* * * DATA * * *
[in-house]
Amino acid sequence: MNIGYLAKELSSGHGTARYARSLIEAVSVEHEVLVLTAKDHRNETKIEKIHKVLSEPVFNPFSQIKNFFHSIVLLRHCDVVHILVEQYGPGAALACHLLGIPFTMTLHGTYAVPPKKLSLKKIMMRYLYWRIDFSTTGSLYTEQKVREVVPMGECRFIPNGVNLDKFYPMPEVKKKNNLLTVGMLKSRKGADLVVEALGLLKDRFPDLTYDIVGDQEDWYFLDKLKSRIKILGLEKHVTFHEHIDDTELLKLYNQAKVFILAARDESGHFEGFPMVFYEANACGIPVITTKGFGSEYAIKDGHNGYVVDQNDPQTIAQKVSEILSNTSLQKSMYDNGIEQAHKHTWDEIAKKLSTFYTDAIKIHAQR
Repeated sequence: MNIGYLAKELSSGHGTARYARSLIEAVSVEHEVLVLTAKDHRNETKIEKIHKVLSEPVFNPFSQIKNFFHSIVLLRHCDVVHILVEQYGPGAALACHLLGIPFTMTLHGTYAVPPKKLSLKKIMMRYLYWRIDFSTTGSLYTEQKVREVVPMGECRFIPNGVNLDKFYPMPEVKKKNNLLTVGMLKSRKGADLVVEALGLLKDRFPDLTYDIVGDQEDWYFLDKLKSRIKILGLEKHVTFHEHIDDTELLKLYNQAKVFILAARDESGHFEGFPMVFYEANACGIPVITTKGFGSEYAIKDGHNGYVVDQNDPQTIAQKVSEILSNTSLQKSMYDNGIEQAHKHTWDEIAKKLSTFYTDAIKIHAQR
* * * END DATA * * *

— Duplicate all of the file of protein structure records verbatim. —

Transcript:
[in-house]
Amino acid sequence: MNIGYLAKELSSGHGTARYARSLIEAVSVEHEVLVLTAKDHRNETKIEKIHKVLSEPVFNPFSQIKNFFHSIVLLRHCDVVHILVEQYGPGAALACHLLGIPFTMTLHGTYAVPPKKLSLKKIMMRYLYWRIDFSTTGSLYTEQKVREVVPMGECRFIPNGVNLDKFYPMPEVKKKNNLLTVGMLKSRKGADLVVEALGLLKDRFPDLTYDIVGDQEDWYFLDKLKSRIKILGLEKHVTFHEHIDDTELLKLYNQAKVFILAARDESGHFEGFPMVFYEANACGIPVITTKGFGSEYAIKDGHNGYVVDQNDPQTIAQKVSEILSNTSLQKSMYDNGIEQAHKHTWDEIAKKLSTFYTDAIKIHAQR
Repeated sequence: MNIGYLAKELSSGHGTARYARSLIEAVSVEHEVLVLTAKDHRNETKIEKIHKVLSEPVFNPFSQIKNFFHSIVLLRHCDVVHILVEQYGPGAALACHLLGIPFTMTLHGTYAVPPKKLSLKKIMMRYLYWRIDFSTTGSLYTEQKVREVVPMGECRFIPNGVNLDKFYPMPEVKKKNNLLTVGMLKSRKGADLVVEALGLLKDRFPDLTYDIVGDQEDWYFLDKLKSRIKILGLEKHVTFHEHIDDTELLKLYNQAKVFILAARDESGHFEGFPMVFYEANACGIPVITTKGFGSEYAIKDGHNGYVVDQNDPQTIAQKVSEILSNTSLQKSMYDNGIEQAHKHTWDEIAKKLSTFYTDAIKIHAQR